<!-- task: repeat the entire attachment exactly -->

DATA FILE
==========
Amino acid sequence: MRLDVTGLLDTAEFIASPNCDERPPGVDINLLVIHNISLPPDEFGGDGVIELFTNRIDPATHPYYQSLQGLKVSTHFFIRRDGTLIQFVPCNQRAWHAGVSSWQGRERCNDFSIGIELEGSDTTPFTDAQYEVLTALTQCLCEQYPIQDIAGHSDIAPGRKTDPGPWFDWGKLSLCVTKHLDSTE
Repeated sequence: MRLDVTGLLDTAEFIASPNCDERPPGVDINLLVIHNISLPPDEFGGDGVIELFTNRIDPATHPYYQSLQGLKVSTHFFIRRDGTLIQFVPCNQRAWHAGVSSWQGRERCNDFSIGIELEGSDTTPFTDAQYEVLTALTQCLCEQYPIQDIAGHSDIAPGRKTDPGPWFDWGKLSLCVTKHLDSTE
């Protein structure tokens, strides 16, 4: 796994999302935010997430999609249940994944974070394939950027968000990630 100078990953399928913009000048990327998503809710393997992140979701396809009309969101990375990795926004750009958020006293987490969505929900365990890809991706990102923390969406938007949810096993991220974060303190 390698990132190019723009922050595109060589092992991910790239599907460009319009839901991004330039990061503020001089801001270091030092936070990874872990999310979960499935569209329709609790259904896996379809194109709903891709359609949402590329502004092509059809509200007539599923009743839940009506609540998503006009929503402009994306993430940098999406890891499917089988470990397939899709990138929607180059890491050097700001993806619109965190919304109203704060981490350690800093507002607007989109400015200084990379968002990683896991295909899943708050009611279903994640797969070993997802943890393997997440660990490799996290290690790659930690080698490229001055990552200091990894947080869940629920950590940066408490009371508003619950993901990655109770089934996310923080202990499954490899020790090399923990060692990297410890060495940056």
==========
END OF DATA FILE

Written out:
Amino acid sequence: MRLDVTGLLDTAEFIASPNCDERPPGVDINLLVIHNISLPPDEFGGDGVIELFTNRIDPATHPYYQSLQGLKVSTHFFIRRDGTLIQFVPCNQRAWHAGVSSWQGRERCNDFSIGIELEGSDTTPFTDAQYEVLTALTQCLCEQYPIQDIAGHSDIAPGRKTDPGPWFDWGKLSLCVTKHLDSTE
Repeated sequence: MRLDVTGLLDTAEFIASPNCDERPPGVDINLLVIHNISLPPDEFGGDGVIELFTNRIDPATHPYYQSLQGLKVSTHFFIRRDGTLIQFVPCNQRAWHAGVSSWQGRERCNDFSIGIELEGSDTTPFTDAQYEVLTALTQCLCEQYPIQDIAGHSDIAPGRKTDPGPWFDWGKLSLCVTKHLDSTE
């Protein structure tokens, strides 16, 4: 796994999302935010997430999609249940994944974070394939950027968000990630 100078990953399928913009000048990327998503809710393997992140979701396809009309969101990375990795926004750009958020006293987490969505929900365990890809991706990102923390969406938007949810096993991220974060303190 390698990132190019723009922050595109060589092992991910790239599907460009319009839901991004330039990061503020001089801001270091030092936070990874872990999310979960499935569209329709609790259904896996379809194109709903891709359609949402590329502004092509059809509200007539599923009743839940009506609540998503006009929503402009994306993430940098999406890891499917089988470990397939899709990138929607180059890491050097700001993806619109965190919304109203704060981490350690800093507002607007989109400015200084990379968002990683896991295909899943708050009611279903994640797969070993997802943890393997997440660990490799996290290690790659930690080698490229001055990552200091990894947080869940629920950590940066408490009371508003619950993901990655109770089934996310923080202990499954490899020790090399923990060692990297410890060495940056």